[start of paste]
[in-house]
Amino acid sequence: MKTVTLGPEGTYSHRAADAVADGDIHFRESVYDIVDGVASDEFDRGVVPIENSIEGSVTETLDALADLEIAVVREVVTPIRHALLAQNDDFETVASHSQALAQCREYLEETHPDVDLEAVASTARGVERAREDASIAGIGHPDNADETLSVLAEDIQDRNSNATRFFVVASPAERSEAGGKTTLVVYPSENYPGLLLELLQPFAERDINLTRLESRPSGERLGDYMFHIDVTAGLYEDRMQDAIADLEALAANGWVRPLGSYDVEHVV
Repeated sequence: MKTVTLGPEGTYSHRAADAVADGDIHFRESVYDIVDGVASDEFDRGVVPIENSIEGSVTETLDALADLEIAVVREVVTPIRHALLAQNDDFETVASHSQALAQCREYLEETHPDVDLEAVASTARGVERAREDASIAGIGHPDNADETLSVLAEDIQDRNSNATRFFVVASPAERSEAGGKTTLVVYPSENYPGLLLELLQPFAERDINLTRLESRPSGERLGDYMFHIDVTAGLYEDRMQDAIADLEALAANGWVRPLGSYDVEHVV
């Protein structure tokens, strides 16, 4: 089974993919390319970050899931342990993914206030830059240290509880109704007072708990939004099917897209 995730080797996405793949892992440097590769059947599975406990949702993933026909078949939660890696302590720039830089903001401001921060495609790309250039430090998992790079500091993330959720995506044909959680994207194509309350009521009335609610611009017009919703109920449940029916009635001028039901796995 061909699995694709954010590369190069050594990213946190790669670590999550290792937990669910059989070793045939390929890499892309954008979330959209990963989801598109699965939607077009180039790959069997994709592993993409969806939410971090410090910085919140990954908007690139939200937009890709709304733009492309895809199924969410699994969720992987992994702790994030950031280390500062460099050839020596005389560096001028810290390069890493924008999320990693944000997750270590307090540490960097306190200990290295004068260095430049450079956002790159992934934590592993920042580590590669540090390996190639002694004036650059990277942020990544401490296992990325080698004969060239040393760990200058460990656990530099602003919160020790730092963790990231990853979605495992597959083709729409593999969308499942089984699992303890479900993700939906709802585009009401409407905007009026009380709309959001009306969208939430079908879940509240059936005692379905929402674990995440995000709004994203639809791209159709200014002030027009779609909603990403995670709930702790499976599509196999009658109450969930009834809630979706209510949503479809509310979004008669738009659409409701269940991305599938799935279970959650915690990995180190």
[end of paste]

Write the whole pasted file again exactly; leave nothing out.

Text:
[in-house]
Amino acid sequence: MKTVTLGPEGTYSHRAADAVADGDIHFRESVYDIVDGVASDEFDRGVVPIENSIEGSVTETLDALADLEIAVVREVVTPIRHALLAQNDDFETVASHSQALAQCREYLEETHPDVDLEAVASTARGVERAREDASIAGIGHPDNADETLSVLAEDIQDRNSNATRFFVVASPAERSEAGGKTTLVVYPSENYPGLLLELLQPFAERDINLTRLESRPSGERLGDYMFHIDVTAGLYEDRMQDAIADLEALAANGWVRPLGSYDVEHVV
Repeated sequence: MKTVTLGPEGTYSHRAADAVADGDIHFRESVYDIVDGVASDEFDRGVVPIENSIEGSVTETLDALADLEIAVVREVVTPIRHALLAQNDDFETVASHSQALAQCREYLEETHPDVDLEAVASTARGVERAREDASIAGIGHPDNADETLSVLAEDIQDRNSNATRFFVVASPAERSEAGGKTTLVVYPSENYPGLLLELLQPFAERDINLTRLESRPSGERLGDYMFHIDVTAGLYEDRMQDAIADLEALAANGWVRPLGSYDVEHVV
């Protein structure tokens, strides 16, 4: 089974993919390319970050899931342990993914206030830059240290509880109704007072708990939004099917897209 995730080797996405793949892992440097590769059947599975406990949702993933026909078949939660890696302590720039830089903001401001921060495609790309250039430090998992790079500091993330959720995506044909959680994207194509309350009521009335609610611009017009919703109920449940029916009635001028039901796995 061909699995694709954010590369190069050594990213946190790669670590999550290792937990669910059989070793045939390929890499892309954008979330959209990963989801598109699965939607077009180039790959069997994709592993993409969806939410971090410090910085919140990954908007690139939200937009890709709304733009492309895809199924969410699994969720992987992994702790994030950031280390500062460099050839020596005389560096001028810290390069890493924008999320990693944000997750270590307090540490960097306190200990290295004068260095430049450079956002790159992934934590592993920042580590590669540090390996190639002694004036650059990277942020990544401490296992990325080698004969060239040393760990200058460990656990530099602003919160020790730092963790990231990853979605495992597959083709729409593999969308499942089984699992303890479900993700939906709802585009009401409407905007009026009380709309959001009306969208939430079908879940509240059936005692379905929402674990995440995000709004994203639809791209159709200014002030027009779609909603990403995670709930702790499976599509196999009658109450969930009834809630979706209510949503479809509310979004008669738009659409409701269940991305599938799935279970959650915690990995180190």